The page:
Home > JC'S Corner >Twenty-two years later
Author:jc
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Sun, Jun 23rd, 2013 04:50:45 AM
Topic: Twenty-two years later

The other day RK was looking though one of our old computers and found this “review” of the Tent Band Collection Sale at sotheby NY in December of 1990.

It was written by over-fed turko-poser george o’bannon.

Published soon after the sale in “oriental rug review”, a defunct wanna-be hali, twenty-two years later it demonstrates everything RK has said about mr o’bannon and proves how ignorant the “market” for Turkmen rugs was then. It also implies how much almost everyone involved still has to learn even though much has happened to improve the level of expertise.

Some might say publishing this “review” on our website makes us look bad.

Or our writing unfavorably about o’bannon is in bad taste since he is dead and can’t defend himself.

This is complete nonsense as his words written after the sale could never be defended, then or now. There's a lot to have been said about the sale and what he wrote was a miss by a longshot.

Fact is george washington o’bannon after failing as a dealer became a “rug scholar”.

Yeah right….

His book on Turkmen rugs, “The Turkoman Carpet”, written in 1974, was a poor representation of the level Turkmen rug studies that existed then. Forget about how it looks today.

To say it was outdated the minute it was published would be no exaggeration.

And o’bannon’s second publication, a bibliography of all the books ever published about oriental rugs, is nothing but basically plagiarizing another author’s work.

Reading o’bannon’s stupid opinions about the twenty pieces offered in that sale, compared with what we wrote about them in the Tent Band Tent Bag book published in 1989, one doesn’t have to be an einstein to notice the difference.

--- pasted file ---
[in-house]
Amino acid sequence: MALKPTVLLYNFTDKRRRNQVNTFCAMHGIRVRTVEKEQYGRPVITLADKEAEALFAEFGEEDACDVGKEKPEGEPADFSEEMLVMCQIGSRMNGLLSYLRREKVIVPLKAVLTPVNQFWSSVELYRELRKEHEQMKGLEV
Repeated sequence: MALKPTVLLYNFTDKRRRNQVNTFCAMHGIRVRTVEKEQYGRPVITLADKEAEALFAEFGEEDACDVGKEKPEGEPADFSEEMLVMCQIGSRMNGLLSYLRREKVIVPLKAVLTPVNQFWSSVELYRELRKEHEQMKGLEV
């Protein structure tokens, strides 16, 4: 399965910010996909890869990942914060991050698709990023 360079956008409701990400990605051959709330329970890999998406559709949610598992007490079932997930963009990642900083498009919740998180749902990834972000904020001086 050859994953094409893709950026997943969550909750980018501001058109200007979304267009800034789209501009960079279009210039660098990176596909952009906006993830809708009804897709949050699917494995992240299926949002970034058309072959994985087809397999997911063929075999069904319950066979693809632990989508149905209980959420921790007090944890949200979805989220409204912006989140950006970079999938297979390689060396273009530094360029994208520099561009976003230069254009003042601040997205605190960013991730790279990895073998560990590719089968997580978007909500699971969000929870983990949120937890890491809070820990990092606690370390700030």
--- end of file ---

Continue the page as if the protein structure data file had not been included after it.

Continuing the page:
So read o’bannon’s commentary on the Tent Band Sale below.

And by the way, his saying Hans Sienknecht “mercifully” bought eight pieces is the stupidest comment about Turkmen rugs sold at auction that ever will be written.

At that time, December 1990, the pieces Sienknecht bought, and he did not buy eight he bought 5, were some of the best in his collection.

And twenty-two years later they remain so.

RK is sorry o’bannon is gone. We would always have enjoyed making him look the clown.

The Cassin pieces consisted of Lots 17-36.

They are the first 20 pieces in the Cassin/Hoffmeister opus Tent Band -- Tent Bag.

If publication and some names lend cachet to a rug, others do not. Mr. Cassin is a well known gadfly and chatterbox; his reputation preceded him with many potential buyers.

The pieces had been shopped around and were not fresh, and we have noted the effect these phenomena can have elsewhere.

Although there were several interesting lots, most were not and all were battered, cut, or incomplete.

The estimates were too high and they were presumably reserved. (A Homer strategy of making them unreserved would have been more effective in getting the pieces sold, if that was the intention.)

Fortunately for Sotheby's, the entire sale did not turn out like these lots.

Of the 20 offered, 10 sold.

Mercifully, Hans Sienknecht, a prominent German Turkoman collector, attended and bought eight of these including the best and most important, Lot 26, a pile tent band fragment, for $17,000 (estimated $20,000-$30,000), the only real bargain.

The beautiful and colorful Yomud juval fragment exhibited at the ICOC, Lot 32, earlier than the cataloged mid-19th century and with corrosive black, sold for an excessive $3,000 to the phone (estimated $1,000-$1,500).

These lots were a poor showing for the house and one wonders why they accepted them for such unreasonably high estimates when we know other consignors are browbeaten into accepting lower figures.

For mr o’bannon’s edification -- you’re never too old or too dead to learn – the pieces sold at sotheby had never been offered for sale and all of them were earlier than the “dates” in the catalog. And they were all super bargains for those four buyers who stepped up and bought the ten that sold.

Just go ask Sienknecht, mark feldman, jim burns and ronnie newman.

One of the two reason for the auction’s failure was the low level of knowledge the market for Turkmen rugs had at that time, and for which o’bannon is the perfect poster-boy.

The other was the underhanded actions of sotheby's carpet department, and particularly those of william ruprecht, a true Judas.

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